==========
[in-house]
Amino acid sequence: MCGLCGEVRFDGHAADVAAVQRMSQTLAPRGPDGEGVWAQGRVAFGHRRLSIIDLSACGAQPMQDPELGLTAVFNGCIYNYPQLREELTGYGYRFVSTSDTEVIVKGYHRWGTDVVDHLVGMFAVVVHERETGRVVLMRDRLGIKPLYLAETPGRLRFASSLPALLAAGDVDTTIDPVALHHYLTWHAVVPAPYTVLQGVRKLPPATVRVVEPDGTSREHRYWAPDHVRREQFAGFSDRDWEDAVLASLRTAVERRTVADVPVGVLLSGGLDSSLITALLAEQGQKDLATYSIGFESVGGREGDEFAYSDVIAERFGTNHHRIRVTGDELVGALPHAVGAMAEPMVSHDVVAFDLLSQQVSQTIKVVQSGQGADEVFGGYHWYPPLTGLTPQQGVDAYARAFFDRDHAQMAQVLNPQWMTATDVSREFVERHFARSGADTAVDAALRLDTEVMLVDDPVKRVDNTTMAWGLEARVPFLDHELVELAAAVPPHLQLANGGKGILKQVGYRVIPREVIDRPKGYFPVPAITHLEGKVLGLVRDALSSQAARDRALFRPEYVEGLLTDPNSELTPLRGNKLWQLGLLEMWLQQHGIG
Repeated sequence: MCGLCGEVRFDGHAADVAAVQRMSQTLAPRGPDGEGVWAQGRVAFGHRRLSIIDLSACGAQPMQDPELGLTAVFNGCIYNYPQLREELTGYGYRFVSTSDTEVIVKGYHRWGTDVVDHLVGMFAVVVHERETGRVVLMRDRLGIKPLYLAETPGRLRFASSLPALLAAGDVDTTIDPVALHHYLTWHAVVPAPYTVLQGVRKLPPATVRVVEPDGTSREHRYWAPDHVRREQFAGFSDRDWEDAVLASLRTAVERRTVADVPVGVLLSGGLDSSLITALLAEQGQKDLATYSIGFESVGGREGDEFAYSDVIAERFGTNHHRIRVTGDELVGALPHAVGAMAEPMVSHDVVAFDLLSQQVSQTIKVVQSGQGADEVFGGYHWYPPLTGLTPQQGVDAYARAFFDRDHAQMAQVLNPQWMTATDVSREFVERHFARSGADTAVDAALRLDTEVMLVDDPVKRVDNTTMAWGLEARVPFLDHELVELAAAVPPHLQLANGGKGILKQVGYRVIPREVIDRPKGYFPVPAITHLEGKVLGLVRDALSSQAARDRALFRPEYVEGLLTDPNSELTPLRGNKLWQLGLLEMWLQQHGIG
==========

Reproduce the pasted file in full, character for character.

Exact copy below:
[in-house]
Amino acid sequence: MCGLCGEVRFDGHAADVAAVQRMSQTLAPRGPDGEGVWAQGRVAFGHRRLSIIDLSACGAQPMQDPELGLTAVFNGCIYNYPQLREELTGYGYRFVSTSDTEVIVKGYHRWGTDVVDHLVGMFAVVVHERETGRVVLMRDRLGIKPLYLAETPGRLRFASSLPALLAAGDVDTTIDPVALHHYLTWHAVVPAPYTVLQGVRKLPPATVRVVEPDGTSREHRYWAPDHVRREQFAGFSDRDWEDAVLASLRTAVERRTVADVPVGVLLSGGLDSSLITALLAEQGQKDLATYSIGFESVGGREGDEFAYSDVIAERFGTNHHRIRVTGDELVGALPHAVGAMAEPMVSHDVVAFDLLSQQVSQTIKVVQSGQGADEVFGGYHWYPPLTGLTPQQGVDAYARAFFDRDHAQMAQVLNPQWMTATDVSREFVERHFARSGADTAVDAALRLDTEVMLVDDPVKRVDNTTMAWGLEARVPFLDHELVELAAAVPPHLQLANGGKGILKQVGYRVIPREVIDRPKGYFPVPAITHLEGKVLGLVRDALSSQAARDRALFRPEYVEGLLTDPNSELTPLRGNKLWQLGLLEMWLQQHGIG
Repeated sequence: MCGLCGEVRFDGHAADVAAVQRMSQTLAPRGPDGEGVWAQGRVAFGHRRLSIIDLSACGAQPMQDPELGLTAVFNGCIYNYPQLREELTGYGYRFVSTSDTEVIVKGYHRWGTDVVDHLVGMFAVVVHERETGRVVLMRDRLGIKPLYLAETPGRLRFASSLPALLAAGDVDTTIDPVALHHYLTWHAVVPAPYTVLQGVRKLPPATVRVVEPDGTSREHRYWAPDHVRREQFAGFSDRDWEDAVLASLRTAVERRTVADVPVGVLLSGGLDSSLITALLAEQGQKDLATYSIGFESVGGREGDEFAYSDVIAERFGTNHHRIRVTGDELVGALPHAVGAMAEPMVSHDVVAFDLLSQQVSQTIKVVQSGQGADEVFGGYHWYPPLTGLTPQQGVDAYARAFFDRDHAQMAQVLNPQWMTATDVSREFVERHFARSGADTAVDAALRLDTEVMLVDDPVKRVDNTTMAWGLEARVPFLDHELVELAAAVPPHLQLANGGKGILKQVGYRVIPREVIDRPKGYFPVPAITHLEGKVLGLVRDALSSQAARDRALFRPEYVEGLLTDPNSELTPLRGNKLWQLGLLEMWLQQHGIG